Above: An angler holds a striped bass caught on a tube-and-worm rig.
A coalition of charter fishing boat associations and recreational fishing groups has asked the Atlantic States Marine Fisheries Commission for an exemption from new regulations requiring the use of in-line circle hooks when fishing for striped bass with natural bait. Specifically, they are seeking an exemption from the requirement for the trolling of tube-and-worm rigs and leadhead jigs.
The striped bass circle hook regulation was enacted in 2021 as part of Amendment VI to the Striped Bass Management Plan, which was developed in response to a stock assessment that determined striped bass were overfished. The use of in-line circle hooks when fishing with natural bait has been shown to reduce the post-release mortality of striped bass by reducing incidences of gut-hooking. However, the tube-and-worm rig, which consists of a long latex or rubber tube with a single J-hook protruding from the end that is baited with a large seaworm and is trolled slowly behind a moving vessel, rarely results in the gut-hooking of striped bass. Furthermore, a circle hook used with trolled a tube or jig will not effectively catch fish because circle hooks are not designed for this.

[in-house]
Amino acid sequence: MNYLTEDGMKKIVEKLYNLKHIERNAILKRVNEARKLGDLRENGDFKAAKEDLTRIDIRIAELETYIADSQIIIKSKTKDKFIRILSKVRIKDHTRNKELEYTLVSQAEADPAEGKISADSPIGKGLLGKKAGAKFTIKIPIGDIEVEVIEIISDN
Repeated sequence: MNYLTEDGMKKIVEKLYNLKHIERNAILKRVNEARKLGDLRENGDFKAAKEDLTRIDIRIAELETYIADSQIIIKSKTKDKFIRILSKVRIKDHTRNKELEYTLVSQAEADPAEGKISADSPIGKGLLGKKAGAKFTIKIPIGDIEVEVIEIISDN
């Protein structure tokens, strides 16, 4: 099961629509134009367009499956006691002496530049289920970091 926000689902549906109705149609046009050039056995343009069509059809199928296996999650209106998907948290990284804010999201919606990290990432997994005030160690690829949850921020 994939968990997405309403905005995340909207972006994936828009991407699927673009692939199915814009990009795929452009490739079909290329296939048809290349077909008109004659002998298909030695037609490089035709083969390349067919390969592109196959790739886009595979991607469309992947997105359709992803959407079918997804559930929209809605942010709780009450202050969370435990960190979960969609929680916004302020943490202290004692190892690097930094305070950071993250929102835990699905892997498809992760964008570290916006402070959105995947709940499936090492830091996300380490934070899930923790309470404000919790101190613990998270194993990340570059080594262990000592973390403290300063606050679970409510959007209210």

In a letter addressed to Mr. David Borden, Chairman of the ASMFC Striped Bass Board, the coalition supports the circle hook requirement, but proposes “…a very specific coast-wide exemption that allows the use of the tube-and-worm rig with a J-hook when trolling and using natural bait,” and further requests “…that jigs (lead-head style, dressed with natural or synthetic hair) also be exempted from the circle hook requirement, as long as the jig has a single fixed hook protruding from the end portion where bait may be attached.”